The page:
There's even more light art in the city

Besides our light artworks, there is more light art present in the city! From litter of the city streets to illuminating dark alleys; there are plenty of enlightening projects to be found around the city. We've listed a few projects below. Have you spotted them yet?

Het Licht van Jan by Matthias Oostrik
This work is activated by pedestrians, who walk on the narrow sideways of the tunnel at Kattenburgerstraat. In the darkest parts of the tunnel they create waves of projected light. On the walls the light moves along with the passers-by, while the light on the side walk softly flows. With this composition, Matthias refers to the past of the railway tunnel: multiple natural and manmade waters flowed here, like the Oer-IJ, the Keerweersboom, the Kattenburgergracht and the Binnenhaven.

Waterballet by Kamiel Rongen (for De Kleine Komedie)
Kamiel Rongen creates hypnotizing work. It's so good, you almost can't look away. He creates landscapes, makes water and paint fly and, with that, makes use of nail polish, glitter, passion fruit seeds and a bunch of liquids. He makes close-up videos of the bright paint traveling through an aqaurium. You have to see it to believe it. 'Waterballet' is projected on the walls of the empty hal in De Kleine Komedie. You can view the work when it gets dark outside. Next time you go on your walk through the city centre, take a look at Waterballet, it's definitely worth it!

Neighbours in Osdorp work together on an artwork against litter (with Recycle Valley)
On the 16th of December the artwork made of three penguins was revealed. The penguins are filled with litter collected by neighbours. They've all worked hard these past few months to make the artwork come to life. The goal of the work is to raise awareness for the global waste issue, starting small, in Amsterdam. The three penguins can be admired until the 23rd of January in Langswater at Osdorp!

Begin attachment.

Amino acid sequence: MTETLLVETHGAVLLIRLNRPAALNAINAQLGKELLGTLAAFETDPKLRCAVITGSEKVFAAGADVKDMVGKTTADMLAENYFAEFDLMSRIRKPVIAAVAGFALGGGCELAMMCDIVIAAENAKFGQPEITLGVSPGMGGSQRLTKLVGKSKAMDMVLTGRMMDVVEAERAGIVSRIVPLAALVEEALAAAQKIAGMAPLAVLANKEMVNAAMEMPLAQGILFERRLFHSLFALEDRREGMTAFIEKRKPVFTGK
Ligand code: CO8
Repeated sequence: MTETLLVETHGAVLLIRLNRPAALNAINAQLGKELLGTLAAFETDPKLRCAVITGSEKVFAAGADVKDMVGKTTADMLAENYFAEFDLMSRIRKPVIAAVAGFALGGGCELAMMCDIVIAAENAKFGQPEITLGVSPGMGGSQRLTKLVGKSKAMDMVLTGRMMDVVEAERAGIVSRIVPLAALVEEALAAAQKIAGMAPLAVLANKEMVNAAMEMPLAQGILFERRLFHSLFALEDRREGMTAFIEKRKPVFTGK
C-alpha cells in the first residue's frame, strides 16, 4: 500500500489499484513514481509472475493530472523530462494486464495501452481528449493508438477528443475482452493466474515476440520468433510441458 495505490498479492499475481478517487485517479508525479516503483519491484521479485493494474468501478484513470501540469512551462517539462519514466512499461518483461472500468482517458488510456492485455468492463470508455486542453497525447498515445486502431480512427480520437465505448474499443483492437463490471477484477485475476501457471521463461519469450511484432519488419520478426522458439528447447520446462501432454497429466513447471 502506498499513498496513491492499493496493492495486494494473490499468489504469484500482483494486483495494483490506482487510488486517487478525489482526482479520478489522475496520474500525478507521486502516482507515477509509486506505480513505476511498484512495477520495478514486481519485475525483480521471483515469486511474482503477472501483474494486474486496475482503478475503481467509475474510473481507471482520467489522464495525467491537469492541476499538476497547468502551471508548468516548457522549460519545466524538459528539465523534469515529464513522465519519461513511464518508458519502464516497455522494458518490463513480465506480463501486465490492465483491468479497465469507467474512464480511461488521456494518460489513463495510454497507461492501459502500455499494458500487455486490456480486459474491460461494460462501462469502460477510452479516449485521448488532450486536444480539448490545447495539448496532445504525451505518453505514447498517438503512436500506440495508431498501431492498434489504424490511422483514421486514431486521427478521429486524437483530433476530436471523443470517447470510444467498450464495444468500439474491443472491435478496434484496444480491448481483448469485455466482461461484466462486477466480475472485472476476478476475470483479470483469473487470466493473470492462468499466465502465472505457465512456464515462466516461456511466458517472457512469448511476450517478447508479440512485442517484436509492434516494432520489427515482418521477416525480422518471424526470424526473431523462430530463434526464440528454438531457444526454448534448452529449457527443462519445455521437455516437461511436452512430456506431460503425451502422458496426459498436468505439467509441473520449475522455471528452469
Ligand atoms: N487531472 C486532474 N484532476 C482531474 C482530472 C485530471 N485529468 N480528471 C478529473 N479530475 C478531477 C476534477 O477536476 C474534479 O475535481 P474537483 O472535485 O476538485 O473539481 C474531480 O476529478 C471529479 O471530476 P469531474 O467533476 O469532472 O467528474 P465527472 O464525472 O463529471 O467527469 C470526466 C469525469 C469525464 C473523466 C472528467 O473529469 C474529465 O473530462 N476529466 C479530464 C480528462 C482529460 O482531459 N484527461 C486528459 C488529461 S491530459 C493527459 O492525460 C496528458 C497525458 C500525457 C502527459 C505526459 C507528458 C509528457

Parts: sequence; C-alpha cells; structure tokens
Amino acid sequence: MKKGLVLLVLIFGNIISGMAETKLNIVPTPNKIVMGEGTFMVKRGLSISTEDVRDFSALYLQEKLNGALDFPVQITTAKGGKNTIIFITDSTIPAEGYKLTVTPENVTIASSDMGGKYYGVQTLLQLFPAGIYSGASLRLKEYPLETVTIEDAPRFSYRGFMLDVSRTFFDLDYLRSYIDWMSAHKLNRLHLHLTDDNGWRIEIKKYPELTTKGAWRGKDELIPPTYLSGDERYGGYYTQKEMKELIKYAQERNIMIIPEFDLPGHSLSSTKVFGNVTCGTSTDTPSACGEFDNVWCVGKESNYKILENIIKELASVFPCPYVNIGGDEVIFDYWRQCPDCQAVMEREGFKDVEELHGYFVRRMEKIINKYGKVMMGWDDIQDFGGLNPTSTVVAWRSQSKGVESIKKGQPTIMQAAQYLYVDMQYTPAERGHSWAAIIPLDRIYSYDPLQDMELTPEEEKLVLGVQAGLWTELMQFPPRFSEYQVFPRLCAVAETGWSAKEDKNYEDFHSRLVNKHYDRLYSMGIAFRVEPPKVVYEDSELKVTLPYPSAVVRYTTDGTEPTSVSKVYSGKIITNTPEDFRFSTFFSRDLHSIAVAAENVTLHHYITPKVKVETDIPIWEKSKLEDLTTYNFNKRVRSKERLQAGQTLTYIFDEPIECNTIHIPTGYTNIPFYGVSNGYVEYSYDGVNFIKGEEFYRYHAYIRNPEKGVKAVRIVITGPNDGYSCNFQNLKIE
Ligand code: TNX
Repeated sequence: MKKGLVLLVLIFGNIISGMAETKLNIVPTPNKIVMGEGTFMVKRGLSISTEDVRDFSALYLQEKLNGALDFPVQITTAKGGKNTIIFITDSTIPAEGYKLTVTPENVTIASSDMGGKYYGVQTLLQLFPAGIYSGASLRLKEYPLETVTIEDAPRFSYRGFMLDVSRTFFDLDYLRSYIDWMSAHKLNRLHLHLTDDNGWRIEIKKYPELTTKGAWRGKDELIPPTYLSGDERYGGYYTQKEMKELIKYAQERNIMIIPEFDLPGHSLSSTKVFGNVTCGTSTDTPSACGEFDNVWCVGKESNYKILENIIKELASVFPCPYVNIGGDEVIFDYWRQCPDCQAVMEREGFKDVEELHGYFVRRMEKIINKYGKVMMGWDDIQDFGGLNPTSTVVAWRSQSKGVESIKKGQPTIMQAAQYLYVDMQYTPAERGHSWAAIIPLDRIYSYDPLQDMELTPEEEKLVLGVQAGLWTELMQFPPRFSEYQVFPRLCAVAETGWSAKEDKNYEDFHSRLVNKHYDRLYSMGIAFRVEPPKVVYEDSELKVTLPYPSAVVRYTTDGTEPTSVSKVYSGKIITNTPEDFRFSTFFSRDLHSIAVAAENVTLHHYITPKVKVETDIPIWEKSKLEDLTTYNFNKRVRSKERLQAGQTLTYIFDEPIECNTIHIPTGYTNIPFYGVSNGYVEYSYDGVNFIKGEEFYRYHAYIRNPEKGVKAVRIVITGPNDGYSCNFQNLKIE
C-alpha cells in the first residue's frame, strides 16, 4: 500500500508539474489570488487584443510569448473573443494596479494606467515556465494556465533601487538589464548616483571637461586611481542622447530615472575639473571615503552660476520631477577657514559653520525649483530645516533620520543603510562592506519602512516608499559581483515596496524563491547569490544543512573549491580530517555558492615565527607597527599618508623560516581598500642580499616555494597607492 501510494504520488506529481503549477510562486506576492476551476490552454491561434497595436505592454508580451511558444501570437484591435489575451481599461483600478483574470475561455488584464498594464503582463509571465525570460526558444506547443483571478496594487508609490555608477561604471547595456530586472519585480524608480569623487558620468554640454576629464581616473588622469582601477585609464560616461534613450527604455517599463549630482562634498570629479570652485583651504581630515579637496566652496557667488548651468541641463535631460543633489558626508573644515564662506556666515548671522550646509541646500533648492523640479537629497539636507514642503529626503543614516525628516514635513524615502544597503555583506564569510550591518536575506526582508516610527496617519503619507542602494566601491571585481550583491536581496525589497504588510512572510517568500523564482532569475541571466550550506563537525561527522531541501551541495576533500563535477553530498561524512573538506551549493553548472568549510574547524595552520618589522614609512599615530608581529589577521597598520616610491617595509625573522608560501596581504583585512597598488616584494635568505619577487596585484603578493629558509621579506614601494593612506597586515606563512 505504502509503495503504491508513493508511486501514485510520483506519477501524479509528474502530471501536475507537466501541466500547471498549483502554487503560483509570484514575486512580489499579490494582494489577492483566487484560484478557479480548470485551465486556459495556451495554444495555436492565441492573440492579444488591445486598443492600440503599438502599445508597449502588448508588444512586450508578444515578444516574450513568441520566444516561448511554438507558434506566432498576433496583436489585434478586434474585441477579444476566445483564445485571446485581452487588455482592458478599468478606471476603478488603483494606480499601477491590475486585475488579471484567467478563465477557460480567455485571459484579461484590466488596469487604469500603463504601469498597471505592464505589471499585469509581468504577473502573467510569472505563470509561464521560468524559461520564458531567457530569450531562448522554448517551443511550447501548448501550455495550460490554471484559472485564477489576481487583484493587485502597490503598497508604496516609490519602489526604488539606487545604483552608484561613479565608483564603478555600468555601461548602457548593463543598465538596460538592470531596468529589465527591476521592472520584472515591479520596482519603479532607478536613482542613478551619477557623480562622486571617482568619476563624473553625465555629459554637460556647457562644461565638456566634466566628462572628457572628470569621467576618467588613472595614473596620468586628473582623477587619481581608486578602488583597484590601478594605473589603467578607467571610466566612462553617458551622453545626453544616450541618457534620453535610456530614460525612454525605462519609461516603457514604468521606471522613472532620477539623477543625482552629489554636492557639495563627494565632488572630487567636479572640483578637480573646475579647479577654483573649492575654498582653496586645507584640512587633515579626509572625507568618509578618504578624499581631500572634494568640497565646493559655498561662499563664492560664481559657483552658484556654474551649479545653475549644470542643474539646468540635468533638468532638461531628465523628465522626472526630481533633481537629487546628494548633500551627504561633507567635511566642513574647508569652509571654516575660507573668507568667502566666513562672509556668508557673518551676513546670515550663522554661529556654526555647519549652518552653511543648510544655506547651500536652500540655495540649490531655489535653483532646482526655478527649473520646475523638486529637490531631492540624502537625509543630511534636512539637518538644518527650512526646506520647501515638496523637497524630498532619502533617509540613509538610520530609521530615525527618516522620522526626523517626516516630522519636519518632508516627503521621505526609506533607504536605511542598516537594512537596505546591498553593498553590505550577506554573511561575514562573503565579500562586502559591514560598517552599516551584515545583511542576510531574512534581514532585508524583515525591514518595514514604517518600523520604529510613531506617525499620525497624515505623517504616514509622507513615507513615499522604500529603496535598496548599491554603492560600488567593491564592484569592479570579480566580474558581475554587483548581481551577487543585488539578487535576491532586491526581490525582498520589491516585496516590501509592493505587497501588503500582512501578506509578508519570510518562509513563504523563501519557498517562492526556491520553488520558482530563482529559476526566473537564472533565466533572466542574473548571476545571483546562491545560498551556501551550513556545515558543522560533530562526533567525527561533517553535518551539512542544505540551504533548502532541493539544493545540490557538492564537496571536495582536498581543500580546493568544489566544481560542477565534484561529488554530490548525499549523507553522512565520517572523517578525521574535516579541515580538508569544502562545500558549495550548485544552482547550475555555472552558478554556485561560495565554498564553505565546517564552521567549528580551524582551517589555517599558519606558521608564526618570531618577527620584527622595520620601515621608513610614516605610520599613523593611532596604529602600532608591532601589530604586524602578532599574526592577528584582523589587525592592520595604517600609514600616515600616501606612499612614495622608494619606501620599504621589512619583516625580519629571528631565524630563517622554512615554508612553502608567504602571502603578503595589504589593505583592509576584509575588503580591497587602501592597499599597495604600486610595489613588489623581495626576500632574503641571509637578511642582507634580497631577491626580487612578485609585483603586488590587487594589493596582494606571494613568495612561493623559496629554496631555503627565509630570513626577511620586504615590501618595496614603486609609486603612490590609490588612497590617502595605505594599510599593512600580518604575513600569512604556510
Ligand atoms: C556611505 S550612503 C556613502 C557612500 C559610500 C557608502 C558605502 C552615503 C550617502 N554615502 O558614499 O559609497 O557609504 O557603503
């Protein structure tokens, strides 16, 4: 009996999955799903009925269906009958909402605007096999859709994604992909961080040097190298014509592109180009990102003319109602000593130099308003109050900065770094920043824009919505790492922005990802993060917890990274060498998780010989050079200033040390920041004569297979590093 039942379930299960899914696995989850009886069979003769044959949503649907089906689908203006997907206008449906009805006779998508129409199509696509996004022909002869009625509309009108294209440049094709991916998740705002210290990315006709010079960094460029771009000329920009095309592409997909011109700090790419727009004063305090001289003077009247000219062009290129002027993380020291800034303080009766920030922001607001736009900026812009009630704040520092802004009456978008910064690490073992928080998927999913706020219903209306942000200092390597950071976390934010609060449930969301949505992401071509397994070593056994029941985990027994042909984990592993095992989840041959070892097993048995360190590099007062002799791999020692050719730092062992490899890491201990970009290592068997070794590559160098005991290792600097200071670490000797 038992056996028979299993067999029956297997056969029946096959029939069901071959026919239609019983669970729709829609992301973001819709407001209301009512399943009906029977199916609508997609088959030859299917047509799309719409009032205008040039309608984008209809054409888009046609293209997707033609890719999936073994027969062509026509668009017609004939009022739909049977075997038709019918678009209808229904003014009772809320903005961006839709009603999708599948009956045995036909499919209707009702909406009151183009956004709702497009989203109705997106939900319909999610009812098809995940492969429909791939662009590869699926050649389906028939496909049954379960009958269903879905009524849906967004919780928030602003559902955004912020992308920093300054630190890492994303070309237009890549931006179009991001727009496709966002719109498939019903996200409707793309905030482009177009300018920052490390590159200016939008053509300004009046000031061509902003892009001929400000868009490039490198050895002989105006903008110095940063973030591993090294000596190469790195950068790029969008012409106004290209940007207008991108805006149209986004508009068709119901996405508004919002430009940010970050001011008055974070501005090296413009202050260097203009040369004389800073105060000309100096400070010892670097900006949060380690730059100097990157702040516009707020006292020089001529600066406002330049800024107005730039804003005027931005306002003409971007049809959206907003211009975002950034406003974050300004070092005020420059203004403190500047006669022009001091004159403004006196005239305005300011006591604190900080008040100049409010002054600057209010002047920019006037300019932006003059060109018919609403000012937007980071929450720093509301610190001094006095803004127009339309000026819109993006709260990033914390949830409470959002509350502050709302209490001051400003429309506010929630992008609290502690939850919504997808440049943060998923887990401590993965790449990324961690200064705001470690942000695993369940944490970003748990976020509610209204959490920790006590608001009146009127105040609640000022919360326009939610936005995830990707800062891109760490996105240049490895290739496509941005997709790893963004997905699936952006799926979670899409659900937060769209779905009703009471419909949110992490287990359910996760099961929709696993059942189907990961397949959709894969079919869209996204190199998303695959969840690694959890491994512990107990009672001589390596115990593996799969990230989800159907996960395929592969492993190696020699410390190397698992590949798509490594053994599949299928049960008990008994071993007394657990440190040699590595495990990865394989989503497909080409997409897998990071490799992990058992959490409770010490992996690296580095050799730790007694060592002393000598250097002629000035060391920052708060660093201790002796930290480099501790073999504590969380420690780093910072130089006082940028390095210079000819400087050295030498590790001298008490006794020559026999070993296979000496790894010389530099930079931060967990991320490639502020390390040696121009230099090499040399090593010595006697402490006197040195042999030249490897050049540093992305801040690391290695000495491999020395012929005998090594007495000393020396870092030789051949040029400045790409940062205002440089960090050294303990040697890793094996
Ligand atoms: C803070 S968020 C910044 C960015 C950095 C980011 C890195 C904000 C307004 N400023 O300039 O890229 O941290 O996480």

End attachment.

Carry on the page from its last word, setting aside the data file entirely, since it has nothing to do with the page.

Meet the New Species by Vladimir Grafov
'Meet the New Species' consists of laser projections on the water and qauys of the inner harbour at the Marineterrein. The projections and laser animations are artistic interpretations of algorithmically processed computer and robot data. In a way, the lasers scan the environment and reveal a hidden reality of sensoring and data processing, one that cannot be seen with the naked eye. Grafov makes use of data from the Roboats; unmanned vessels that are being developed on the Marineterrein by the AMS-Institute and MIT. The work can be viewed until January 28.

From AMS to AM5
In the next 30 years, the Dutch population will grow with 5 million inhabitants. What if they (or a part of them) were to move to Amsterdam? The city would be just as populated as the city of Paris. The Why Factory/TU Delft partnered up to show what Amsterdam could look like in the future. Around 50 master students, guided by Winy Maas, developed ideas of a future city. A dense, inclusive, accessible, self-sufficient, biodiverse, blue, open, historical, productive, healthy and circular metropolis. This video shows the broad range of ideas. Not so much light art related, but surely worth watching.